If you are increasing the PPI while maintaining or increasing the dimensions (width/height in inches/cm/whatever), then quality will decrease as the number of pixels grows. You're not adding more detail to the image, but rather adding more pieces of information about the same detail you started with.

• Humans move at glacier speed. So once they learn something it often takes momentous effort to change that. But they are being a bit over pragmatic. I too believe in profile to profile conversion. Its just that some commercial printshops do not and many of the designers have bad experiences. This may be outdated since they dont bother to update a system that they know works, to one that at least previously did not work. they dont really consider the archival aspect. I like this answer even if it is a bit opinionated :P Feb 24, 2015 at 19:58
• Whenever I get bad color in a proof, it is invariably because I accidentally placed an RGB image. IMO proof-time color conversion is just gambling with other people's money. Feb 24, 2015 at 20:09
• To be clear, I'm not suggesting people stop sending CMYK to their printer/print shop. Just pointing out that CMYK is not always used for printing. Without knowing explicitly what profile and color-space your printer/shop expects files to be converted to, and without soft-proofing your work in that profile on a properly color-managed system, you are indeed gambling. Feb 24, 2015 at 20:14
• @york its not really the same thing. If your print shop expects you to do the color conversion then you have to do the color conversion. But there's no technical reason why they couldn't do as good job at profile to profile conversion as you do (or better if they are not using cmyk process). Printers are (excruciatingly) slowly changing so some printers indeed do produce good quality rgb pictures by now. mainly because it allows them to accept Joe averages jobs directly bigger markets and all that. But again printers change at glacial speeds for same reasons as all humans. Feb 24, 2015 at 20:40
• @joojaa: too many "ifs". Feb 24, 2015 at 21:58

The full answer to your question is several pages long. Here is an attempt at a short answer.

My definitions: DPI = dots per inch. I use this to refer to the number of physical dots the output device is capable of producing. PPI = pixels per inch. I use this to refer to the number of image points the output device is capable of producing. These two values are almost NEVER the same.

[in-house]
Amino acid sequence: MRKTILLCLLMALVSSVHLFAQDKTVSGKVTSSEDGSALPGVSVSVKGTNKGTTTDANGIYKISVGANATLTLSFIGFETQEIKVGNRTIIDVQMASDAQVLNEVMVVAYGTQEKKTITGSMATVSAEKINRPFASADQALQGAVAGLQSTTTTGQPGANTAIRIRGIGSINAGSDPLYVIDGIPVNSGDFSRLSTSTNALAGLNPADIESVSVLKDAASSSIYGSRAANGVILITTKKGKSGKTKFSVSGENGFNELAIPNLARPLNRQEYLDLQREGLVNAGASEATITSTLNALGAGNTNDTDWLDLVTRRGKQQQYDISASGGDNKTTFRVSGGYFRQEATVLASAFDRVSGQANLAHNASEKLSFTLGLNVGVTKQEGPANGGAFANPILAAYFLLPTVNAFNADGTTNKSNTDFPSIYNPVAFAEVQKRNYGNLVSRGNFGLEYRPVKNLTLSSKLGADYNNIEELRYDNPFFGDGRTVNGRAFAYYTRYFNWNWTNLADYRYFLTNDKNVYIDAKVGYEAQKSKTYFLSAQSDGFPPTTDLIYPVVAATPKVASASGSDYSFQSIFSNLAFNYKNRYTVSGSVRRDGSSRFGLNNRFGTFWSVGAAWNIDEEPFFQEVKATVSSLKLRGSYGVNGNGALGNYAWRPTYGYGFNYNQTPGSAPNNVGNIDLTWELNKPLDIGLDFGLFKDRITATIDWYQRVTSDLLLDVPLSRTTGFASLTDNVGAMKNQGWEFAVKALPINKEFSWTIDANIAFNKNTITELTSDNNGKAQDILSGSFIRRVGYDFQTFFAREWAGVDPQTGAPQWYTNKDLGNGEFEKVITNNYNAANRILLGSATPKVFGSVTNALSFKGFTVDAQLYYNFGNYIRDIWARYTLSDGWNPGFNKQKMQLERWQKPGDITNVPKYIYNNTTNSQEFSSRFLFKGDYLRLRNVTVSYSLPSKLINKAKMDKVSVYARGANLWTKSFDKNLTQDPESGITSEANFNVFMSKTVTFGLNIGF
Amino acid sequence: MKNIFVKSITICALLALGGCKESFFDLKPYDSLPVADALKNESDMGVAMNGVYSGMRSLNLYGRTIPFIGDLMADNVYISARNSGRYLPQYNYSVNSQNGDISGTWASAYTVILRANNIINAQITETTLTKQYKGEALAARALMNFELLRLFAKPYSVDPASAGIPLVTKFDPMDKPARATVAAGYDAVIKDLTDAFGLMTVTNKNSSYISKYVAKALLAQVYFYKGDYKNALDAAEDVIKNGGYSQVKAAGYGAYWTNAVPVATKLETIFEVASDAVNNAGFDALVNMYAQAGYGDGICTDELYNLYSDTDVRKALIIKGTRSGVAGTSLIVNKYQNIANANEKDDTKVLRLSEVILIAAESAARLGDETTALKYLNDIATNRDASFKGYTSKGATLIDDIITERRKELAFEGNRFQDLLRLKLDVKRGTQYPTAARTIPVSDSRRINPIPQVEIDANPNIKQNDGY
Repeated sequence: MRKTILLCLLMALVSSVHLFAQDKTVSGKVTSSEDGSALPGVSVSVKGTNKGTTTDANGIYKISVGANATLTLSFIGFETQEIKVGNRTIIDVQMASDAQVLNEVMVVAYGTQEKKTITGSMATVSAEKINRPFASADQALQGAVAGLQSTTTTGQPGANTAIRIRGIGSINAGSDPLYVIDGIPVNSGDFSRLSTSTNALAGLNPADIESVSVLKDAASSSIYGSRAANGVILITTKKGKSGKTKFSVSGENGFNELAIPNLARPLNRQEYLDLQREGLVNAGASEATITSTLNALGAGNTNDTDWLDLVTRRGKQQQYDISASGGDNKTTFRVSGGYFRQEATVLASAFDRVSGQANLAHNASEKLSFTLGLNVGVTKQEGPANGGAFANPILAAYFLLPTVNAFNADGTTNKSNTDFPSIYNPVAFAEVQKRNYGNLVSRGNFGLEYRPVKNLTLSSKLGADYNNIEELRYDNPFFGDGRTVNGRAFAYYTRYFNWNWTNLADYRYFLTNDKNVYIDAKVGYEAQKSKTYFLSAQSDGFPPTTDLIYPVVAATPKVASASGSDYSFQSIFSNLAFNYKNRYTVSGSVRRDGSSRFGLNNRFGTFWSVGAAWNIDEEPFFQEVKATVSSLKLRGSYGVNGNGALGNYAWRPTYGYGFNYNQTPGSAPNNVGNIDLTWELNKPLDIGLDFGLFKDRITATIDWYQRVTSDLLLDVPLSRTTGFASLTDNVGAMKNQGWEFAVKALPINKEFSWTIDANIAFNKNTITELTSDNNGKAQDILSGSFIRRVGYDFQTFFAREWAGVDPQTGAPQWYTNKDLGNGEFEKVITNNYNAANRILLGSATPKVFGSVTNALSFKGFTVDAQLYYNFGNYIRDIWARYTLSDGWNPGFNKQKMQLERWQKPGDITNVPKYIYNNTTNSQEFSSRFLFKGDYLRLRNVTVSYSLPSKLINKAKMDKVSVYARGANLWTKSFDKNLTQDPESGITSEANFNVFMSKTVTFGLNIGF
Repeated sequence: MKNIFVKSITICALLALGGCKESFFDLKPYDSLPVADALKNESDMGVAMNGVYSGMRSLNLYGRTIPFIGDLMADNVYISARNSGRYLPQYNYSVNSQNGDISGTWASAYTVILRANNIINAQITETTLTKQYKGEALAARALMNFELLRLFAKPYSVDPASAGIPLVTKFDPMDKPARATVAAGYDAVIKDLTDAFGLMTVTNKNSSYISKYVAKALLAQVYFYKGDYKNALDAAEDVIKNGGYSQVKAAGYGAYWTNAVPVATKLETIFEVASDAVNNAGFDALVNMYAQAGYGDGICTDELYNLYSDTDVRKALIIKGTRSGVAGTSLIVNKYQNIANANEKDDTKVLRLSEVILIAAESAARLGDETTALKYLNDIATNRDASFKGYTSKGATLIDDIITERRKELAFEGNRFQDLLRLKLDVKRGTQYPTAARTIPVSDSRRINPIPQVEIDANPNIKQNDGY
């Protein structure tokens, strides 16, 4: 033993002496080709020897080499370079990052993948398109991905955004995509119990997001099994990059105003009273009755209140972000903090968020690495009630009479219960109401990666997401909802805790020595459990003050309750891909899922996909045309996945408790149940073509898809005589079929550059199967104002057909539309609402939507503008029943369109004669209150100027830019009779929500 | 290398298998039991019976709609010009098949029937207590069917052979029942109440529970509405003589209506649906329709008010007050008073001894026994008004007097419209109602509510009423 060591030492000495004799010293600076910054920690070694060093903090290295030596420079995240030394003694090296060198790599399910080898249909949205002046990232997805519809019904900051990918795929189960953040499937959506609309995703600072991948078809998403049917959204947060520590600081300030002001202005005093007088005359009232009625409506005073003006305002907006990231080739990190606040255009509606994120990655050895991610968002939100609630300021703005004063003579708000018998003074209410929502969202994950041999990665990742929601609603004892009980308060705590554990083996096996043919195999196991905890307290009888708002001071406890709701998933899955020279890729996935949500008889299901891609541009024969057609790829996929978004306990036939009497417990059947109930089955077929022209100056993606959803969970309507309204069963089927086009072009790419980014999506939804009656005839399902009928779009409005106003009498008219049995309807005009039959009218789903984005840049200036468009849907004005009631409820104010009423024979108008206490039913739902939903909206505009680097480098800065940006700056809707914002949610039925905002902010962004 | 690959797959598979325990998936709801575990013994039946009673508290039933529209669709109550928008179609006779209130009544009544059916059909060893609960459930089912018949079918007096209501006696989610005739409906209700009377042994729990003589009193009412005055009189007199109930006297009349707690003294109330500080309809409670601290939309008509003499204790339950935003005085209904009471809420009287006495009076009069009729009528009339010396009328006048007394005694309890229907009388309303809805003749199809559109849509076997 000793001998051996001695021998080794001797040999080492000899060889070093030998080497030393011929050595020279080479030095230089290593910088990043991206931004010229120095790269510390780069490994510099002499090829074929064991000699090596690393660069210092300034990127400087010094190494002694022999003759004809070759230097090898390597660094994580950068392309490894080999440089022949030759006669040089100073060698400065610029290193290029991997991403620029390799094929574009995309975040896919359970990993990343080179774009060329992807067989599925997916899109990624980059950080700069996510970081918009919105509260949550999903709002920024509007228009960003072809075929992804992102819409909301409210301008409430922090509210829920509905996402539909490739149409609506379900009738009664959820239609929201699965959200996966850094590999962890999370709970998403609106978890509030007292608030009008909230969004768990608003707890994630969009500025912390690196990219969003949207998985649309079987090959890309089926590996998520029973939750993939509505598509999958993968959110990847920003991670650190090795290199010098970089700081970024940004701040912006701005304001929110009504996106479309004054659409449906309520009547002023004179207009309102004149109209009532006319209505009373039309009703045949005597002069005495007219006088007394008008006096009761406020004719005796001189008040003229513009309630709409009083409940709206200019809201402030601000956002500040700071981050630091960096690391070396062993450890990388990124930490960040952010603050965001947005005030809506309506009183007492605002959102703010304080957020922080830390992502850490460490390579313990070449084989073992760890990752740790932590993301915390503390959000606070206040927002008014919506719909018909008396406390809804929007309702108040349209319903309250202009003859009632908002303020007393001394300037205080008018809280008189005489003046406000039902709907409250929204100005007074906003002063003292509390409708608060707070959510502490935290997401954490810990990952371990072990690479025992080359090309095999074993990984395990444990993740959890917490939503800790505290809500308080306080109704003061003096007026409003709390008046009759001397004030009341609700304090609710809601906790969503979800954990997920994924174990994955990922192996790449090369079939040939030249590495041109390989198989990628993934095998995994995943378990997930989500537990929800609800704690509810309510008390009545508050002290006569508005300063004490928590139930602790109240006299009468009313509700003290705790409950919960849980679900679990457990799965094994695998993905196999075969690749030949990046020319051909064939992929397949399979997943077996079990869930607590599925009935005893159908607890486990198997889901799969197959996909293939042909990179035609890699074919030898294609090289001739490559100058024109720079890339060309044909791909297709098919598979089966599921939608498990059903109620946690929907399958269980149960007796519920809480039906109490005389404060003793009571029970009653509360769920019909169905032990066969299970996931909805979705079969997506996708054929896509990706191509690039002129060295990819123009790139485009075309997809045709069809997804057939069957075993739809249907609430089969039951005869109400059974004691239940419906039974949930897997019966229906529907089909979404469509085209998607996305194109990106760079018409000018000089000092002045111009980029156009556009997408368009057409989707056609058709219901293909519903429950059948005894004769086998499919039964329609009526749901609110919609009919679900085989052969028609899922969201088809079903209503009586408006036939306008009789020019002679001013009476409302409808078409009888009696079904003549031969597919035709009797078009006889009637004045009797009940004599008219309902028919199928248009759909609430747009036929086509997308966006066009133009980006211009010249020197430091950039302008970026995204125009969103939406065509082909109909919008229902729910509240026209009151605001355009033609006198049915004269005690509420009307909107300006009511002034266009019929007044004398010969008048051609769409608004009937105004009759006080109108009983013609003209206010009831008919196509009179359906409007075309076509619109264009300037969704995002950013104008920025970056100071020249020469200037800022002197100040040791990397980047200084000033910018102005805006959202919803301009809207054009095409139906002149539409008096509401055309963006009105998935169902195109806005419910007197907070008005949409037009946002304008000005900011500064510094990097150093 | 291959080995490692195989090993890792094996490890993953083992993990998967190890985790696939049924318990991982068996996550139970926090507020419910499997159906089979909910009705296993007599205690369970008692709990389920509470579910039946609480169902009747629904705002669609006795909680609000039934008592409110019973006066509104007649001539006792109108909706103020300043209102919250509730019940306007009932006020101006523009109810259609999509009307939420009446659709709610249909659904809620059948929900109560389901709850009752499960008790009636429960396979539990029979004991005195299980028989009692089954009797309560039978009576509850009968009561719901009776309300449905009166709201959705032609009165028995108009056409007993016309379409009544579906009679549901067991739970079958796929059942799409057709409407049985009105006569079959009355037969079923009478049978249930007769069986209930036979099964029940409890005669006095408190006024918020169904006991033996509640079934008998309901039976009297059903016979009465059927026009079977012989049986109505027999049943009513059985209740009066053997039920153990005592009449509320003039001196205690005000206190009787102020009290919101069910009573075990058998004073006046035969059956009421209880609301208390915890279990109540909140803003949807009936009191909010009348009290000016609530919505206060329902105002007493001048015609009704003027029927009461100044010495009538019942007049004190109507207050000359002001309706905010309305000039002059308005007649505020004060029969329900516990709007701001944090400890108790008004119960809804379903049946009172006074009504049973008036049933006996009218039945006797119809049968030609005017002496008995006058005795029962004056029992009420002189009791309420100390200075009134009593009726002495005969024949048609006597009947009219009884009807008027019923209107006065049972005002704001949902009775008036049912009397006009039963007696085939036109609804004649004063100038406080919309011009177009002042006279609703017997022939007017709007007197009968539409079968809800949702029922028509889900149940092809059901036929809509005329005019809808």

The 72 you see in the Resolution box in the Image Size dialog is an arbitrary number that is put there by the software or camera firmware that created the image and should be ignored.

You are only interested in the numbers in the "Image Dimensions" part of the dialog. This is what tells you what size you can print your image.

You need to know the PPI for the device you are going to print your image on. For most inkjet printers you can use the value 200 PPI.

You take the number of pixels your image is wide and tall and divide by this number.

For example. My D90 creates images 4288 pixels x 2848 pixels. On a typical inkjet printer these images could be printed at 21.44" x 14.24". In general you can print an image any where from 50% to 200% and get good quality.

If I want an 8x12 on a 200PPI printer I would resample the original image to:

12x200= 2400 pixels 8x200= 1600 pixels.

I generally use the CROPPING function to re-size images since I can put in the exact PIXEL x PIXEL dimensions I want. Never use INCHES x INCHES here because if you have the wrong value in the Resolution box you are in real trouble. If you are printing on a 200PPI device and you crop as 8"x10" at 72PPI you will get a horrible result!

I find that if you send the print an image that is pre-sized to the correct number of pixels for that printer you will get a sharper print that if you allow the printer to do the re-sizing for you.

(I've printed literally millions of digital images in the last 10 years at work)

Another option is to reduce your printing size. For example, if you're printing a 72ppi image that's A4 size, reduce your image or printing size to, say, A5 (half of A4) or A6 (1/4 size of A4). That would double (A5) or quadruple (A6) the dpi of your image.

But, of course then they'd be printed smaller than your initial target size.

• Thanks @ZackSaucier for editing and cleaning it up :) I know I left asterisks there (for BOLD, but I then used HTML so I messed it up), but I was at work and was busy too. Feb 25, 2015 at 16:20